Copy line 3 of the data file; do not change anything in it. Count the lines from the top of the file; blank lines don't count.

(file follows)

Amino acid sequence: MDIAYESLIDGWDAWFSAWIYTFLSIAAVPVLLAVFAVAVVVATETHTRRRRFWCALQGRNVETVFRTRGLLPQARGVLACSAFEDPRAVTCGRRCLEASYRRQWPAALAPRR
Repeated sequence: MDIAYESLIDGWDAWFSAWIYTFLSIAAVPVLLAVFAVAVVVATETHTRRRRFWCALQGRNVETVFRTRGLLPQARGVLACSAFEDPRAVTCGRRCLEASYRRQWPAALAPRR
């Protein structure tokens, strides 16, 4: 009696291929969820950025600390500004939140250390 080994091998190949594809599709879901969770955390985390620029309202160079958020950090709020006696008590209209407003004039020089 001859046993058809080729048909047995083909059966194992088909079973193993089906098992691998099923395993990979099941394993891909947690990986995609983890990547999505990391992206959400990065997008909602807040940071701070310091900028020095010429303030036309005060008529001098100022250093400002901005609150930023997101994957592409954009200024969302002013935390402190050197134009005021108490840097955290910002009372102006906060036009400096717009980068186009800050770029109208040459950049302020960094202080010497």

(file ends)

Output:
């Protein structure tokens, strides 16, 4: 009696291929969820950025600390500004939140250390 080994091998190949594809599709879901969770955390985390620029309202160079958020950090709020006696008590209209407003004039020089 001859046993058809080729048909047995083909059966194992088909079973193993089906098992691998099923395993990979099941394993891909947690990986995609983890990547999505990391992206959400990065997008909602807040940071701070310091900028020095010429303030036309005060008529001098100022250093400002901005609150930023997101994957592409954009200024969302002013935390402190050197134009005021108490840097955290910002009372102006906060036009400096717009980068186009800050770029109208040459950049302020960094202080010497």